My husband and I have been married for three short months. We’re new to the sex game. We never realized it could be so difficult.
Masturbation almost ruined our honeymoon.
Before that, though, the wedding was a beautiful blur. We woke up way too early, said our vows, paid too much for everything, and it was worth it!
We tolerated the photos and festivities, but when the night closed, we literally ran out of the reception hall and punched our hotel address into Google Maps. We were going to have actual sex! Finally!
That first time was special, however…over the course of the honeymoon, we found something wasn’t quite right.
Sex was disappointing, frustrating and not nearly as orgasmic as we both expected. We realised our histories with masturbation had negatively impacted our sex life.
Masturbation taught us to expect great sex and great orgasms every time.
After ten or so years of consistent masturbation, whether that was accompanied by porn, fantasy or ‘lustless thoughts’, I’d say we both had a pretty good grip on the act. It was quick, pleasurable and consistent. It was often an escape from the discomforts of life. It was reliably good.
Of course, when it came to real sex, we expected the same thing.
Effectively pleasuring ourselves, along with the influence of Hollywood, hook-up culture and porn taught us sex would be easy. Every encounter would result in great sex and great orgasms, for both of us…every time. Wasn’t it supposed to be like super-charged masturbation?
We were ready for the fireworks show.
Alas, it never came.
Masturbation taught our bodies to respond to one thing only.
It was not for lack of love, affection or effort that our intimacy struggled on the honeymoon. It was our bodies listening to what we’d taught them.
We had both set ourselves up for specific stimulation, in a specific time frame. It was all about ‘my pleasure’ in ‘my time’.
By virtue, I could never please him like he’d learned for ten years. And likewise. Sex is different when there’s two of you. Our hands and bodies felt different, they worked differently, moved differently. We had access to body parts foreign to us until we said our vows. It was entirely different to self-stimulation. And in many cases, not as good. Whatever we were doing to each other, it just didn’t feel right.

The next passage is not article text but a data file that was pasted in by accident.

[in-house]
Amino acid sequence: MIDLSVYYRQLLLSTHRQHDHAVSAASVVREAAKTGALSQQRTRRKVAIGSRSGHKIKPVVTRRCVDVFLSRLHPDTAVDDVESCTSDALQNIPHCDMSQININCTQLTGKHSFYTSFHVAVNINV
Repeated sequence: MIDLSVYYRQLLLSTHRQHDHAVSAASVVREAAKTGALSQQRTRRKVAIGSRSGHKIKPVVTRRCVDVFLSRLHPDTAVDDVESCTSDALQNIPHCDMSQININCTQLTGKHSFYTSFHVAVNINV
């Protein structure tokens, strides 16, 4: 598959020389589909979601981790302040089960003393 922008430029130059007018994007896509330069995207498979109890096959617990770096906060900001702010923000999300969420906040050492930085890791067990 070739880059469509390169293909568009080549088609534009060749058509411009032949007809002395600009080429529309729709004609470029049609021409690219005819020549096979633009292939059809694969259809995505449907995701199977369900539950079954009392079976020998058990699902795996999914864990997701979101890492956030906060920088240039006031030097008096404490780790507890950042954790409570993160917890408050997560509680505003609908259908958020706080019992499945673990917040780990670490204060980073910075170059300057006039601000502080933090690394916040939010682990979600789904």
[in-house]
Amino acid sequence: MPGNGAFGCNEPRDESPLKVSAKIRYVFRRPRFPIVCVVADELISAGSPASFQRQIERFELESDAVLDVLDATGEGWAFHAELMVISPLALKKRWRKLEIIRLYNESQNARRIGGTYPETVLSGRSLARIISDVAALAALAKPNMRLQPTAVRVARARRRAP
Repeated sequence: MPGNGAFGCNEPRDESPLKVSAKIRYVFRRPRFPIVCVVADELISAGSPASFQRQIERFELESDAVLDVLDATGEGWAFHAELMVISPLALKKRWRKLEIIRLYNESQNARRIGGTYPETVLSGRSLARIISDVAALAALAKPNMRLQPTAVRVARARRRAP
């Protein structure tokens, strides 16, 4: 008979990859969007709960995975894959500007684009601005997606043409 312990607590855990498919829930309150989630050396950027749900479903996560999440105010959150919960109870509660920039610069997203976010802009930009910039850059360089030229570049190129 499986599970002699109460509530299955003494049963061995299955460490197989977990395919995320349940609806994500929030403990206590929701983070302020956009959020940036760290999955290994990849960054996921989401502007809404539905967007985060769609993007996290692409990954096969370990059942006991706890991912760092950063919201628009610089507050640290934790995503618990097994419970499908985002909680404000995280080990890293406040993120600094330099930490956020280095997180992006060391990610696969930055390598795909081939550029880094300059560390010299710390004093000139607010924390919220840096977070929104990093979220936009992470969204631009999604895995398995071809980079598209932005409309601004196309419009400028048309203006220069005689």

We were like two Atlantic salmon flailing about on top of each other, trying to find the right spot. We gave up many times, exhausted and disappointed.
It was frustrating that we’d both accustomed our bodies to respond to XYZ and the other was doing ABC.
It was worse than trying to direct someone to itch a scratch on your back, in juuust the right spot.
There is not much more dangerous for intimacy than thinking ‘I can do this better’ when your spouse is trying to serve you.
The result of this was confusion and disappointment. I began to wonder if there was something wrong with me. I questioned why he didn’t want to have sex all the time, and why he didn’t seem to love it when we did.
Then came the most intimate experience of our honeymoon.
One evening, we sat together on the lounge, wearing track pants and eating dip. With a B-grade movie playing in the background, we looked at each other and cried. It was overwhelming. We felt so prepared and excited, but sex just didn’t live up to the fantasy.
We prayed about it together, through tears. We realised then, that sex was sacred and beautiful. It was the act of sharing intimacy with your spouse, rather than just a means to an orgasm. If we got both out of an experience, that was great! But, if we didn’t have mind-blowing sex, that was still okay. We were learning to move together, understand the other and become one. It was sacred.
We’re still learning, but from that moment onward, sex became so much better for both of us. Ditching the pressure and expectation of having amazing sex every time truly brought peace and understanding. In this environment, we could communicate and learn.
It’s funny how losing the expectation of an orgasm actually results in more of them.
Everyone brings baggage to the marriage bed. Ours just happened to be a long history of masturbation and self-indulgence. Let this be a warning to you, whether single, engaged or married. When you masturbate, you take your spouse (or future spouse) out of the equation. How you live your life now, is setting a pattern for your future sex life.
Masturbation is a grey area in the Christian world. It brings out the fire in people. I’ve wavered in my opinion over the years, but this new stage of life has confirmed to me, that regular masturbation can really mess with your future. Choose for yourself, but consider this reflection from a newlywed who wishes to save you the strife of frustrating, confused sex that makes you wonder if it’s even worth it at all (psst, yes. It is).